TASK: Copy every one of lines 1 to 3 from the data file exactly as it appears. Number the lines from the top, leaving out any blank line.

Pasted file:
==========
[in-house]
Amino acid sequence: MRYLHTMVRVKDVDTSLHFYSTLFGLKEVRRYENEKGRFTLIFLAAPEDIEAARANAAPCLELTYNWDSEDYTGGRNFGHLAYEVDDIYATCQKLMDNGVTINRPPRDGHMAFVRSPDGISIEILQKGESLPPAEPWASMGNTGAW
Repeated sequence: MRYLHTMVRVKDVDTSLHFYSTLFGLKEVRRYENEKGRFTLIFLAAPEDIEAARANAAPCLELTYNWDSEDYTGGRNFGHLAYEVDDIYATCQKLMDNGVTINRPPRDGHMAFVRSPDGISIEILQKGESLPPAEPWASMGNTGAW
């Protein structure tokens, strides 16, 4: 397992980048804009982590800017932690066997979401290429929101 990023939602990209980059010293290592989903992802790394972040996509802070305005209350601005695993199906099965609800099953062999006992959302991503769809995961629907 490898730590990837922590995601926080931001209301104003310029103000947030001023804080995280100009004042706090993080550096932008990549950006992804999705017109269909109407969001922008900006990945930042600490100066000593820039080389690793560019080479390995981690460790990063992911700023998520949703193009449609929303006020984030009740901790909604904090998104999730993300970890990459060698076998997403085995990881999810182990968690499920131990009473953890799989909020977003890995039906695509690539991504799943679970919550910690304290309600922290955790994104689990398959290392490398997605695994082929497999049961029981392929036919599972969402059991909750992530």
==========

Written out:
[in-house]
Amino acid sequence: MRYLHTMVRVKDVDTSLHFYSTLFGLKEVRRYENEKGRFTLIFLAAPEDIEAARANAAPCLELTYNWDSEDYTGGRNFGHLAYEVDDIYATCQKLMDNGVTINRPPRDGHMAFVRSPDGISIEILQKGESLPPAEPWASMGNTGAW
Repeated sequence: MRYLHTMVRVKDVDTSLHFYSTLFGLKEVRRYENEKGRFTLIFLAAPEDIEAARANAAPCLELTYNWDSEDYTGGRNFGHLAYEVDDIYATCQKLMDNGVTINRPPRDGHMAFVRSPDGISIEILQKGESLPPAEPWASMGNTGAW